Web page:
A landline telephone is a phone that uses a metal wire or optical fiber telephone line for transmission as distinguished from a mobile cellular line, which uses radio waves for transmission. In 2003, the CIA World Factbook reported 1.263 billion main telephone lines worldwide. China had more than any other country at 350 million and the United States was second with 268 million; the United Kingdom had 23.7 million residential fixed home phones. The 2013 statistics show that the total number of fixed-telephone subscribers in the world was about 1.26 billion. The number of landline subscribers continuously decreases due to upgrades in digital technology and the conveniences that come with switching to wireless or Internet-based alternatives. A fixed phone line can be hard-wired or cordless and refers to the operation of wireless devices or systems in fixed locations such as homes. Fixed wireless devices derive their electrical power from the utility mains electricity, unlike mobile wireless or portable wireless, which tend to be battery-powered.
Although mobile and portable systems can be used in fixed locations and bandwidth are compromised compared with fixed systems. Mobile or portable, battery-powered wireless systems can be used as emergency backups for fixed systems in case of a power blackout or natural disaster; the term landline is used to describe a connection between two or more points that consists of a dedicated physical cable, as opposed to an always-available private link, implemented as a circuit in a wired switched system. So-called leased lines are invariably of the latter type. For example, a military headquarters might be linked to front-line units "by landline" to ensure that communication remains possible if the conventional telephone network is damaged or destroyed. Another example of this is in airports. All air traffic control towers have dedicated lines connected to the police, fire department, army, etc. Deployed as a precaution in case of emergency, these can be used at any time. In many countries the landline has not been available to most people.
In some countries in Africa, the rise in cell phones has outpaced any rise in landline telephones. Between 1998 and 2008, Africa added only 2.4 million landlines. During this same time the number of mobile phone lines that have been subscribed to has skyrocketed. Between 2000 and 2008, cell phone use has risen from fewer than 2 in 100 people to 33 out of 100, it is more difficult to install landline copper wires to every user, than it is to install mobile wireless towers that people can connect to from anywhere. There has been substantial decline of landline phones in Indian subcontinent, in urban and more in rural areas. In the early 21st century, the landline telephone has declined due to the advancement of mobile network technology and the obsolescence of the old copper wire networking; these metallic networks will be deemed out of date and replaced by more efficient broadband and fiber optic landline connections extending to rural areas and places where telecommunication was much more sparse.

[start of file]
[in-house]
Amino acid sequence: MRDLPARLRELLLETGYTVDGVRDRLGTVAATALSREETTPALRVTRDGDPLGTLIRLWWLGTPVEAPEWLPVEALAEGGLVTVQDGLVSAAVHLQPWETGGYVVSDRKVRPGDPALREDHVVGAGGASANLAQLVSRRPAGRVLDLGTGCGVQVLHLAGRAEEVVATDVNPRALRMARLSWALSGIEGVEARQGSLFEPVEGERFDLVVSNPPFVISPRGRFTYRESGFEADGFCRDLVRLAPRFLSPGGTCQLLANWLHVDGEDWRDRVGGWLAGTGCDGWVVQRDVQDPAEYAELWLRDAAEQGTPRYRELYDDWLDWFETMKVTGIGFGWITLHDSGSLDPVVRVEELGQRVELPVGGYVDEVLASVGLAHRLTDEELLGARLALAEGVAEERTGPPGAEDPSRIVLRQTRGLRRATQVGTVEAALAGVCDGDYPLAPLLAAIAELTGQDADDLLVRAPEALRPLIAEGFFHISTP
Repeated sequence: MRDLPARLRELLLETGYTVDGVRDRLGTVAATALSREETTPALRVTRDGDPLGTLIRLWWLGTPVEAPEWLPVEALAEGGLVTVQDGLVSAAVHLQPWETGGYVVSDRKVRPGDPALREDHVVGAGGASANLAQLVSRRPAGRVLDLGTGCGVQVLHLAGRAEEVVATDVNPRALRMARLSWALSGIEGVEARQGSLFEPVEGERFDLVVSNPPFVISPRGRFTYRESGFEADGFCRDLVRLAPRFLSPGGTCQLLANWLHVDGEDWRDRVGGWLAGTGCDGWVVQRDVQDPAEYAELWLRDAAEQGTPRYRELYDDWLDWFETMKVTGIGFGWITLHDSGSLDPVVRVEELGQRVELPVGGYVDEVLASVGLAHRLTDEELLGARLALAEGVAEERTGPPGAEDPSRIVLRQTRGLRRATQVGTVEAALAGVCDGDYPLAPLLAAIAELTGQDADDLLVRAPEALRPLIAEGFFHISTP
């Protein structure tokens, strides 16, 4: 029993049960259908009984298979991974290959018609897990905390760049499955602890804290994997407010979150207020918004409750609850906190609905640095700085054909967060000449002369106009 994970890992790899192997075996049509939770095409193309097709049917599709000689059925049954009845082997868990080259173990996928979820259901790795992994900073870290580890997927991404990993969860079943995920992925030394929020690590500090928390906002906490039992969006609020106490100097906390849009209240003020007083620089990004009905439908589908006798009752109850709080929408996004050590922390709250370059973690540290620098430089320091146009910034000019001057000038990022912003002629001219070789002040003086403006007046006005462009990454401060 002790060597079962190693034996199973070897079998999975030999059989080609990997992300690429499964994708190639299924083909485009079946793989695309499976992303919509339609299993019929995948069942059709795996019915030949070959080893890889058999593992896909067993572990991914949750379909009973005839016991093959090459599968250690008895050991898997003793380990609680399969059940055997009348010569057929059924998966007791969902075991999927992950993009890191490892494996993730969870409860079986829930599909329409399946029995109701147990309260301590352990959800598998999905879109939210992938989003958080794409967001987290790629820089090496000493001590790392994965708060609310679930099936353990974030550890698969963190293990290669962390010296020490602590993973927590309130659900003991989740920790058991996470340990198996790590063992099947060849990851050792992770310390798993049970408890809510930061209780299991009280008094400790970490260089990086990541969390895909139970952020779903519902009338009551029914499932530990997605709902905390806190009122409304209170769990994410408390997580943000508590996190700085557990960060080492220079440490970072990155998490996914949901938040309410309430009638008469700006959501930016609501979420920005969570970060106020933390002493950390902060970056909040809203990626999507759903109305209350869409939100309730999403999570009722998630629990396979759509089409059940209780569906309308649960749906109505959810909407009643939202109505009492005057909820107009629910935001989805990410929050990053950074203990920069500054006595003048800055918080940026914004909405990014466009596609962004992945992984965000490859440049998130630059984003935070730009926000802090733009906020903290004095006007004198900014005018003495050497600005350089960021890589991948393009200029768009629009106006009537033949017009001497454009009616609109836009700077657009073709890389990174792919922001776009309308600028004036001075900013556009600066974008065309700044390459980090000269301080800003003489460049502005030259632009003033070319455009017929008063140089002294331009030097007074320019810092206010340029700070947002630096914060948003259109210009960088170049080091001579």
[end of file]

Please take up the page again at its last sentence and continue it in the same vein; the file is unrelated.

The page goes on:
Some see this happening as soon as the year 2025. In 2004, only about 45% of people in the United States between the ages of 12 and 17 owned cell phones. At that time, they had to rely on landline telephones. In just 4 years' time, that percentage climbed to about 71%; that same year, about 77 % of adults owned a mobile phone. In the year 2013, 91% of adults in the United States owned a mobile phone. 60% of those with a mobile had a smartphone. A National Health Interview Survey of 19,956 households by the Centers for Disease Control and Prevention released May 4, 2017 showed only 45.9 percent of U. S. households still had landlines. Over 39 percent had both. In Canada, more than one in five of households use cell phones as their only source for telephone service. In 2013, statistics showed. Households that are owned by members under the age of 35 have a higher percentage of exclusive cell phone use. In 2013, 60% of young household owners claimed to only use cell phones. Many of the consumer protections which regulators apply to incumbent landline providers, such as restrictions against cutting off subscribers without notice, do not apply to competing communication services such as cable modems and voice over IP.